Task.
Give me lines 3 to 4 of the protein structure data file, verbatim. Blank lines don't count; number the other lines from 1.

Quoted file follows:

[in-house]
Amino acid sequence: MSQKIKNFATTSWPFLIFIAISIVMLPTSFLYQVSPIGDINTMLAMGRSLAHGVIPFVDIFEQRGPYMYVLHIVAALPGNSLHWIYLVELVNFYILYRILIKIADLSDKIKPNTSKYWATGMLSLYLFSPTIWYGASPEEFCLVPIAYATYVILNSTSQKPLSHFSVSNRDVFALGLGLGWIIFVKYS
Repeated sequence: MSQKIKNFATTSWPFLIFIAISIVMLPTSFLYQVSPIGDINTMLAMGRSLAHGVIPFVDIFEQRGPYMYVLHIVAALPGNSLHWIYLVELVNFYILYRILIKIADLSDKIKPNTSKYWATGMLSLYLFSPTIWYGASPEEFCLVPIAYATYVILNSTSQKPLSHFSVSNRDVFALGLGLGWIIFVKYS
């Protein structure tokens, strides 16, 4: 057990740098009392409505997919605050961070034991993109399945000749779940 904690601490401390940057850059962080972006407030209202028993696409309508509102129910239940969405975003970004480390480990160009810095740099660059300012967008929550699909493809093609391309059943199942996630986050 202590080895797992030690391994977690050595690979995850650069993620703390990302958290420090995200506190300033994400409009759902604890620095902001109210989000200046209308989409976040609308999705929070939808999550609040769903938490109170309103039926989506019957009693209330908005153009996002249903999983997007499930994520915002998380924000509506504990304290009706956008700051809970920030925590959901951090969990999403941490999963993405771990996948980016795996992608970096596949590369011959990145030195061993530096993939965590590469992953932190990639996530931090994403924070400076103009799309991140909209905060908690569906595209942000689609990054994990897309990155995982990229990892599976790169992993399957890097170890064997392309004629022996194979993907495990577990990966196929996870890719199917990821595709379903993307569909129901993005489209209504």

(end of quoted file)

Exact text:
Repeated sequence: MSQKIKNFATTSWPFLIFIAISIVMLPTSFLYQVSPIGDINTMLAMGRSLAHGVIPFVDIFEQRGPYMYVLHIVAALPGNSLHWIYLVELVNFYILYRILIKIADLSDKIKPNTSKYWATGMLSLYLFSPTIWYGASPEEFCLVPIAYATYVILNSTSQKPLSHFSVSNRDVFALGLGLGWIIFVKYS
């Protein structure tokens, strides 16, 4: 057990740098009392409505997919605050961070034991993109399945000749779940 904690601490401390940057850059962080972006407030209202028993696409309508509102129910239940969405975003970004480390480990160009810095740099660059300012967008929550699909493809093609391309059943199942996630986050 202590080895797992030690391994977690050595690979995850650069993620703390990302958290420090995200506190300033994400409009759902604890620095902001109210989000200046209308989409976040609308999705929070939808999550609040769903938490109170309103039926989506019957009693209330908005153009996002249903999983997007499930994520915002998380924000509506504990304290009706956008700051809970920030925590959901951090969990999403941490999963993405771990996948980016795996992608970096596949590369011959990145030195061993530096993939965590590469992953932190990639996530931090994403924070400076103009799309991140909209905060908690569906595209942000689609990054994990897309990155995982990229990892599976790169992993399957890097170890064997392309004629022996194979993907495990577990990966196929996870890719199917990821595709379903993307569909129901993005489209209504």